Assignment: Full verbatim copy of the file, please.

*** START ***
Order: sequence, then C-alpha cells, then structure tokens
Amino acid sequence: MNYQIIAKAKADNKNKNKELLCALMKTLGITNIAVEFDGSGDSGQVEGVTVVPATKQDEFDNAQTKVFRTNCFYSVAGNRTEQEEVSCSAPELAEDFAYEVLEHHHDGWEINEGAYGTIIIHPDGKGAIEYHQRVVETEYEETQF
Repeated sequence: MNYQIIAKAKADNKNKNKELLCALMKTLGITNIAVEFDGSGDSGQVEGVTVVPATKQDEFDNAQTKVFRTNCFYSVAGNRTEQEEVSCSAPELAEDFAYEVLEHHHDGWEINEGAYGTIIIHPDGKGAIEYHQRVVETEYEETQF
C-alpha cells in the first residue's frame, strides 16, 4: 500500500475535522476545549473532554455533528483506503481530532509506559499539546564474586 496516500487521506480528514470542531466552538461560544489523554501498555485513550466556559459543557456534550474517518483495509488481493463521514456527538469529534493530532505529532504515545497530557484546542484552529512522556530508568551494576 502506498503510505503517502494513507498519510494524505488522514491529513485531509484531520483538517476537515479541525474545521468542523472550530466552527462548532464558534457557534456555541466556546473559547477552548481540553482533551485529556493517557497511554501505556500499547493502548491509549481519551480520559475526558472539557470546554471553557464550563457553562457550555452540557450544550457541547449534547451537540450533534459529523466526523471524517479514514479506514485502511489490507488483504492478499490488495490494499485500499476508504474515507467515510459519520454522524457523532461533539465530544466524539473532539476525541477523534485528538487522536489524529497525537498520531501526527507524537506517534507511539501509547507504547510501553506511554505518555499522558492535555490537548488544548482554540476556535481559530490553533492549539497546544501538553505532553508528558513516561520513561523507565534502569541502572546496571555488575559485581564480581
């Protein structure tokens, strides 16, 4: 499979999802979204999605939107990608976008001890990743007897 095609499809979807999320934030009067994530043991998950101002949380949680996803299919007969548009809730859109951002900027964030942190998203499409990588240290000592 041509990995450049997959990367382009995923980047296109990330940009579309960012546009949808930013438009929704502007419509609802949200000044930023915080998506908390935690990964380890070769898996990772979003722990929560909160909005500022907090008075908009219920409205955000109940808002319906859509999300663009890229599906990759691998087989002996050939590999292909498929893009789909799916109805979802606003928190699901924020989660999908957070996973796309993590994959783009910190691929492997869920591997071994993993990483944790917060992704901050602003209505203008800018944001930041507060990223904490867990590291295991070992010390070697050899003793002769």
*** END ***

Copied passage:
Order: sequence, then C-alpha cells, then structure tokens
Amino acid sequence: MNYQIIAKAKADNKNKNKELLCALMKTLGITNIAVEFDGSGDSGQVEGVTVVPATKQDEFDNAQTKVFRTNCFYSVAGNRTEQEEVSCSAPELAEDFAYEVLEHHHDGWEINEGAYGTIIIHPDGKGAIEYHQRVVETEYEETQF
Repeated sequence: MNYQIIAKAKADNKNKNKELLCALMKTLGITNIAVEFDGSGDSGQVEGVTVVPATKQDEFDNAQTKVFRTNCFYSVAGNRTEQEEVSCSAPELAEDFAYEVLEHHHDGWEINEGAYGTIIIHPDGKGAIEYHQRVVETEYEETQF
C-alpha cells in the first residue's frame, strides 16, 4: 500500500475535522476545549473532554455533528483506503481530532509506559499539546564474586 496516500487521506480528514470542531466552538461560544489523554501498555485513550466556559459543557456534550474517518483495509488481493463521514456527538469529534493530532505529532504515545497530557484546542484552529512522556530508568551494576 502506498503510505503517502494513507498519510494524505488522514491529513485531509484531520483538517476537515479541525474545521468542523472550530466552527462548532464558534457557534456555541466556546473559547477552548481540553482533551485529556493517557497511554501505556500499547493502548491509549481519551480520559475526558472539557470546554471553557464550563457553562457550555452540557450544550457541547449534547451537540450533534459529523466526523471524517479514514479506514485502511489490507488483504492478499490488495490494499485500499476508504474515507467515510459519520454522524457523532461533539465530544466524539473532539476525541477523534485528538487522536489524529497525537498520531501526527507524537506517534507511539501509547507504547510501553506511554505518555499522558492535555490537548488544548482554540476556535481559530490553533492549539497546544501538553505532553508528558513516561520513561523507565534502569541502572546496571555488575559485581564480581
């Protein structure tokens, strides 16, 4: 499979999802979204999605939107990608976008001890990743007897 095609499809979807999320934030009067994530043991998950101002949380949680996803299919007969548009809730859109951002900027964030942190998203499409990588240290000592 041509990995450049997959990367382009995923980047296109990330940009579309960012546009949808930013438009929704502007419509609802949200000044930023915080998506908390935690990964380890070769898996990772979003722990929560909160909005500022907090008075908009219920409205955000109940808002319906859509999300663009890229599906990759691998087989002996050939590999292909498929893009789909799916109805979802606003928190699901924020989660999908957070996973796309993590994959783009910190691929492997869920591997071994993993990483944790917060992704901050602003209505203008800018944001930041507060990223904490867990590291295991070992010390070697050899003793002769």